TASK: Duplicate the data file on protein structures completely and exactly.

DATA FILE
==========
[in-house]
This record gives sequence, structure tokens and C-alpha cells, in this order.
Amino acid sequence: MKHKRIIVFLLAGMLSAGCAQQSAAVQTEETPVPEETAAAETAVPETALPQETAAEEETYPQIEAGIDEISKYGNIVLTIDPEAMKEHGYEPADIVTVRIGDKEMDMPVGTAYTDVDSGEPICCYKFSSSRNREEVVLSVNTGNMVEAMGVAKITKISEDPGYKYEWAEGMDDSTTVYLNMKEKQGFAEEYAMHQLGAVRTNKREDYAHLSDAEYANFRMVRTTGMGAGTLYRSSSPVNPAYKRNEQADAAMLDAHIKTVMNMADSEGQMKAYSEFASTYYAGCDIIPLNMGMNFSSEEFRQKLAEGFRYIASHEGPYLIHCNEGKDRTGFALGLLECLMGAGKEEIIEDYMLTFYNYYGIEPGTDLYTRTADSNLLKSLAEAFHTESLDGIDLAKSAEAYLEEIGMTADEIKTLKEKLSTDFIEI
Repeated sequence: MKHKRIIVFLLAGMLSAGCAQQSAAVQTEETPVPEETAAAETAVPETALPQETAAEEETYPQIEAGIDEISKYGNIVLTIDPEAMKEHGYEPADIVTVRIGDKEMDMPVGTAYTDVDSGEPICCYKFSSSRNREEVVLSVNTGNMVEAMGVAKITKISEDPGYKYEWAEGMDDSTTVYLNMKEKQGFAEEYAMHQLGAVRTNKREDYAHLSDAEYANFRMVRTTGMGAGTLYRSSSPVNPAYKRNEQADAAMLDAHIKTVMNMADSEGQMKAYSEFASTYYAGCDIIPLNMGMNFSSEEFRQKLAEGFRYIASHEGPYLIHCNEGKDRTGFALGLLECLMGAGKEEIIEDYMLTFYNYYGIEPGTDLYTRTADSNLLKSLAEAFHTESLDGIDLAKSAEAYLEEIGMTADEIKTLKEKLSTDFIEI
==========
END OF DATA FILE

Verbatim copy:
[in-house]
This record gives sequence, structure tokens and C-alpha cells, in this order.
Amino acid sequence: MKHKRIIVFLLAGMLSAGCAQQSAAVQTEETPVPEETAAAETAVPETALPQETAAEEETYPQIEAGIDEISKYGNIVLTIDPEAMKEHGYEPADIVTVRIGDKEMDMPVGTAYTDVDSGEPICCYKFSSSRNREEVVLSVNTGNMVEAMGVAKITKISEDPGYKYEWAEGMDDSTTVYLNMKEKQGFAEEYAMHQLGAVRTNKREDYAHLSDAEYANFRMVRTTGMGAGTLYRSSSPVNPAYKRNEQADAAMLDAHIKTVMNMADSEGQMKAYSEFASTYYAGCDIIPLNMGMNFSSEEFRQKLAEGFRYIASHEGPYLIHCNEGKDRTGFALGLLECLMGAGKEEIIEDYMLTFYNYYGIEPGTDLYTRTADSNLLKSLAEAFHTESLDGIDLAKSAEAYLEEIGMTADEIKTLKEKLSTDFIEI
Repeated sequence: MKHKRIIVFLLAGMLSAGCAQQSAAVQTEETPVPEETAAAETAVPETALPQETAAEEETYPQIEAGIDEISKYGNIVLTIDPEAMKEHGYEPADIVTVRIGDKEMDMPVGTAYTDVDSGEPICCYKFSSSRNREEVVLSVNTGNMVEAMGVAKITKISEDPGYKYEWAEGMDDSTTVYLNMKEKQGFAEEYAMHQLGAVRTNKREDYAHLSDAEYANFRMVRTTGMGAGTLYRSSSPVNPAYKRNEQADAAMLDAHIKTVMNMADSEGQMKAYSEFASTYYAGCDIIPLNMGMNFSSEEFRQKLAEGFRYIASHEGPYLIHCNEGKDRTGFALGLLECLMGAGKEEIIEDYMLTFYNYYGIEPGTDLYTRTADSNLLKSLAEAFHTESLDGIDLAKSAEAYLEEIGMTADEIKTLKEKLSTDFIEI